Tailing the Komets: Kaleigh Schrock suits up one more time
After opening the Parkview Ice House at 6 a.m. Saturday, former Komet Kaleigh Schrock got a phone call from Brampton coach and former teammate Colin Chaulk. Schrock figured Chaulk wanted to talk about an annual summer clinic he hosts at the Ice House.
“So, Balboa, you want to suit up in Kalamazoo tonight?” Chaulk asked.
The Beast had just lost two forwards to American Hockey League call-up and were down to eight forwards.
“If it was anybody but Chaulker I probably would have turned it down, but I’d jump off a cliff for that guy,” Schrock said. “It wasn’t hard for me to say yes.”
As the director of athletic development and coach of the Summit City Panthers club hockey team, Schrock, 33, is on the ice almost every day, but that’s not the same as playing in a professional game. He hadn’t played in a pro game since retiring from the Komets at the end of the 2014-15 season.
Schrock wore No. 22, his Neumann College number, on his jersey. When he skated out for warmups, he saw a little boy in the stands with a sign that said, “Schrocky, is that a stick or a cane?” It was Carter Schoegler, son of Parkview Sports Medicine Director Tommy Schoegler.
Schrock said he played five or six shifts in the first period, managed a shot on goal off a deflection and even took a check into the boards from Wings defenseman Charlie Vasaturo that Schrock said left part of his shoulder embedded.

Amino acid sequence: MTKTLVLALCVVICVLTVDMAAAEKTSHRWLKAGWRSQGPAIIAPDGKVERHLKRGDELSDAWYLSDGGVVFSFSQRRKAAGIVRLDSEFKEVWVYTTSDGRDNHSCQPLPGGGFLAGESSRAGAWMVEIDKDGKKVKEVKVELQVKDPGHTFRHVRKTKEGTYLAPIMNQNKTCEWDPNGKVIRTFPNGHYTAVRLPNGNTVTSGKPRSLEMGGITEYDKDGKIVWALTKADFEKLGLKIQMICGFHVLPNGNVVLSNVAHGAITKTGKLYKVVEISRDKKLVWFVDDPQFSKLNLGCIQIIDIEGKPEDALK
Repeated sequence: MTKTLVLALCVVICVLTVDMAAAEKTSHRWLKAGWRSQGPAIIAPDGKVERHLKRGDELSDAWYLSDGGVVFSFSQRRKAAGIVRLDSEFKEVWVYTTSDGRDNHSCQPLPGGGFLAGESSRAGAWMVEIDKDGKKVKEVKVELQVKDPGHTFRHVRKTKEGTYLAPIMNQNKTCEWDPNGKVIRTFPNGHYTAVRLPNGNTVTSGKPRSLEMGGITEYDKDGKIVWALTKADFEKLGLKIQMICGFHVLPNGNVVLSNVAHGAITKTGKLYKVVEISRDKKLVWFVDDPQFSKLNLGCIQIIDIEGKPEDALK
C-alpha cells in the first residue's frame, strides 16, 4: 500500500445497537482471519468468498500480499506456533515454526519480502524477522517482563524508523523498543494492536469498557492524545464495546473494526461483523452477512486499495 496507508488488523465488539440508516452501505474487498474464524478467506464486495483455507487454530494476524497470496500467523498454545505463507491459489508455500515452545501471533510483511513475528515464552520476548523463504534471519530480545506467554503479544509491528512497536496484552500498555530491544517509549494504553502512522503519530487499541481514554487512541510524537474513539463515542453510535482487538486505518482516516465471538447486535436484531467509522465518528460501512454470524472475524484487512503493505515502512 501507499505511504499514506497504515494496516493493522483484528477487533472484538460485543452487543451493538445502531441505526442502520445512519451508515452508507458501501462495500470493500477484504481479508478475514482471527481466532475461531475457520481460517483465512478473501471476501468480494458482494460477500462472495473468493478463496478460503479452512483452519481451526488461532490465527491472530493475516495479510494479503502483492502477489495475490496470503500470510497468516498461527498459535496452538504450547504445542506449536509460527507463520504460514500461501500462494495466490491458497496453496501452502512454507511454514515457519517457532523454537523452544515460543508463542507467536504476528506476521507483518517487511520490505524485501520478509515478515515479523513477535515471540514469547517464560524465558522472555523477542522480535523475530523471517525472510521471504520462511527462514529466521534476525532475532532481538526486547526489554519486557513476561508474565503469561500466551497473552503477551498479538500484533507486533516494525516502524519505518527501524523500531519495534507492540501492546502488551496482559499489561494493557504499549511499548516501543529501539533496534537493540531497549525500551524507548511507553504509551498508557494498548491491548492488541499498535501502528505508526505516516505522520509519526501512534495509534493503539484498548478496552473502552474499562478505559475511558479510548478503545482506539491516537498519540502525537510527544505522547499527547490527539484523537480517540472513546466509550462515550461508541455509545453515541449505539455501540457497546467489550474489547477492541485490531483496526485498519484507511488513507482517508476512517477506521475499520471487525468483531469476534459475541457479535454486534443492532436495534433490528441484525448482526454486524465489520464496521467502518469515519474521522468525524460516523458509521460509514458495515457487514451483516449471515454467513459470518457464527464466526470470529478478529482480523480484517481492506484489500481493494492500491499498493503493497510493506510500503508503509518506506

After the first period, referee Tyler Puddifant realized Schrock’s name had been left off the gamesheet so he was disqualified from playing the rest of the night.
“I went back into the locker room after the first period and went into a slight coma,” Schrock said. “My legs felt like lead, but I had a blast.”
The best parts, he said, were sitting next to former Komets teammate Brandon Marino in the locker room and getting to see Chaulk work as a coach.
“Once I saw the jersey I kind of got goose bumps,” Schrock said. “It was a little emotional. I really miss this. This is so much fun. You don’t want to overthink and I didn’t want to screw it up for anybody else. I really wanted to help them get their first won and unfortunately it didn’t happen.
“What was neat about Chaulker is how thorough he is and so detailed in his approached to the game. I was really impressed. I’m glad he’s doing well and the guys there really respect him. It was fun to experience him as a coach, and seeing him in that actual role was everything I expected.”
The Wings won the game 5-2.
A couple of Schrock’s high school players went up to watch him play, as did some family members. Asked what he’ll tell his players, Schrock said, “If I can come out of retirement and work my butt off for six shifts and feel like I have lead in my legs, then I know you guys can do it when you are 15 and 16.”
The Beast and Wings have a rematch today in Brampton, but Chaulk already has reinforcements lined up so Schrock came home after the game. Schrock said it’s doubtful he’ll ever sign up for emergency duty again — unless Chaulk needs help again.
“After not paying hockey for two years, I just felt like he had confidence in me out there and he really had no business feeling that way when 22 was on the ice,” Schrock said with a laugh. “I didn’t think I’d ever do this again, but it was a lot of fun.”